EEC Syndrome

Common Name(s)

EEC Syndrome, Ectrodactyly-Ectodermal Dysplasia-Cleft Lip/Cleft Palate

EEC syndrome (Ectrodactyly-Ectodermal Dysplasia-Cleft Lip/Palate) is a rare form of ectodermal dysplasia. The symptoms can vary from mild to severe and most commonly include missing or irregular fingers and/or toes (ectrodactyly); abnormalities of the hair and glands; cleft lip and/or palate; distinctive facial features; and abnormalities of the eyes and urinary tract. In more than 90% of cases, it is caused by mutations in the TP63 gene. EEC syndrome is inherited in an autosomal dominant manner. Management typically requires evaluation by various specialists; treatment may vary depending on the signs and symptoms present in the affected individual.
 

Advocacy and Support Organizations

 

Condition Specific Organizations

Following organizations serve the condition "EEC Syndrome" for support, advocacy or research.

National Foundation for Ectodermal Dysplasias

The National Foundation for Ectodermal Dysplasias’ mission is to empower and connect people touched by ectodermal dysplasias through education, support, and research.

Last Updated: 7 May 2014

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Advocacy and Support Organizations

 

Condition Specific Organizations

Following organizations serve the condition "EEC Syndrome" for support, advocacy or research.

National Foundation for Ectodermal Dysplasias

The National Foundation for Ectodermal Dysplasias’ mission is to empower and connect people touched by ectodermal dysplasias through education, support, and research.

http://www.nfed.org

Last Updated: 7 May 2014

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Scientific Literature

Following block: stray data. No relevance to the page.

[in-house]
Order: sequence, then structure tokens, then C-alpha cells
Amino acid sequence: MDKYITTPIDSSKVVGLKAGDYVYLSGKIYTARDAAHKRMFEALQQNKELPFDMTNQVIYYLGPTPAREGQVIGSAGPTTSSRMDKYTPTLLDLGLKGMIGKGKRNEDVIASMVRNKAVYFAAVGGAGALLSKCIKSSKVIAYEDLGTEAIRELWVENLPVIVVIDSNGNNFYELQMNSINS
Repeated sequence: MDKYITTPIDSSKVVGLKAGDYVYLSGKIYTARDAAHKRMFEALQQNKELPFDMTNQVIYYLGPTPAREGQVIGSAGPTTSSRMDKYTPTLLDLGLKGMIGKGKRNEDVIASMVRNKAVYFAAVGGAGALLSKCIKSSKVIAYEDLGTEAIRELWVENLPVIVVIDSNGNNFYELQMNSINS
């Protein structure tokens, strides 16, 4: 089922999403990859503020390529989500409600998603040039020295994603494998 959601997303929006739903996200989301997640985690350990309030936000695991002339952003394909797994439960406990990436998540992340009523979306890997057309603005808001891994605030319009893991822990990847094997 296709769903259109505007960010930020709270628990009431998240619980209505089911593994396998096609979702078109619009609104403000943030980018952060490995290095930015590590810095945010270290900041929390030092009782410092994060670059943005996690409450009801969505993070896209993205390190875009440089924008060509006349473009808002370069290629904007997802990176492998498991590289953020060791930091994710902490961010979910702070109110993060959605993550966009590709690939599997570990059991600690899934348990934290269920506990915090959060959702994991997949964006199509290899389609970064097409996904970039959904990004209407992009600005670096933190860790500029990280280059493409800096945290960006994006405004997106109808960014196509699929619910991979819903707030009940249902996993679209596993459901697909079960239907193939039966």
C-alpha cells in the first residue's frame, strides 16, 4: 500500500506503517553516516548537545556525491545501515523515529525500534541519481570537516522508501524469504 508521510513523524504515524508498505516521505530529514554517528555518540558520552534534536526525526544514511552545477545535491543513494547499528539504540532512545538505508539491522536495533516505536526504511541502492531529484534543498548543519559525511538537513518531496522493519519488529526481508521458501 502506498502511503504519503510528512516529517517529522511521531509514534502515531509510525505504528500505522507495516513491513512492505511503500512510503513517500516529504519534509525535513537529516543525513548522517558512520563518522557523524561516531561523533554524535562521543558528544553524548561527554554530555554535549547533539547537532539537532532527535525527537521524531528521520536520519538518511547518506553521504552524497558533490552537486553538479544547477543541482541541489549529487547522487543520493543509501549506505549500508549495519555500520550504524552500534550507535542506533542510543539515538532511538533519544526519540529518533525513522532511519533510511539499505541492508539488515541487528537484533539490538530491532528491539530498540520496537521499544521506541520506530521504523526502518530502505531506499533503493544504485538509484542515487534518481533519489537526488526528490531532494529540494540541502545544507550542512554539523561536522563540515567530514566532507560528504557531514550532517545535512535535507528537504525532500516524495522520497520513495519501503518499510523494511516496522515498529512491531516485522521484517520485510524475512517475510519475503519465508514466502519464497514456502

Articles from the PubMed Database

Research articles describe the outcome of a single study. They are the published results of original research.
The terms "EEC Syndrome" returned 19 free, full-text research articles on human participants. First 3 results:

APR-246/PRIMA-1(MET) rescues epidermal differentiation in skin keratinocytes derived from EEC syndrome patients with p63 mutations.
 

Author(s): Jinfeng Shen, Ellen H van den Bogaard, Evelyn N Kouwenhoven, Vladimir J N Bykov, Tuula Rinne, Qiang Zhang, Geuranne S Tjabringa, Christian Gilissen, Simon J van Heeringen, Joost Schalkwijk, Hans van Bokhoven, Klas G Wiman, Huiqing Zhou

Journal: Proc. Natl. Acad. Sci. U.S.A.. 2013 Feb;110(6):2157-62.

 

p53 and p63 share extensive sequence and structure homology. p53 is frequently mutated in cancer, whereas mutations in p63 cause developmental disorders manifested in ectodermal dysplasia, limb defects, and orofacial clefting. We have established primary adult skin keratinocytes from ...

Last Updated: 6 Feb 2013

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Ectrodactyly, ectodermal dysplasia, and cleft lip-palate (EEC) syndrome without clefting: a rare case report.
 

Author(s): Dipali D Malvankar, S Sacchidanand, M Mallikarjun

Journal:

 

Ectrodactyly, Ectodermal dysplasia, and Cleft lip-cleft palate (EEC) syndrome is a rare ectodermal dysplasia presenting with various combinations of its three components. It is an autosomal dominant disorder with variable expression and penetrance. Patients have features of ectodermal ...

Last Updated: 8 Mar 2012

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The EEC syndrome and SHFM: report of two cases and mutation analysis of p63 gene.
 

Author(s): Hacer Ergin, C Nur Semerci, Y Tuğrul Karakuş, Hans Scheffer, Seniz Ergin, Uğur Koltuksuz, Rowdy Meijer, N Lale Satiroğlu-Tufan

Journal: Turk. J. Pediatr.. ;52(5):529-33.

 

The p63 gene is a transcription factor and a member of the p53 family. Heterozygote mutation of the p63 gene is suggested in a number of human syndromes including limb development and/or ectodermal dysplasia. The EEC syndrome, consisting of ectrodactyly (E), ectodermal dysplasia (E) ...

Last Updated: 25 Mar 2011

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Reviews from the PubMed Database

Review articles summarize what is currently known about a disease. They discuss research previously published by others.
The terms "EEC Syndrome" returned 0 free, full-text review articles on human participants.

 
 
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Symptoms, Diagnosis, and Treatment

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Clinical Trial Information This information is provided by ClinicalTrials.gov

There are currently no open clinical trials for this condition.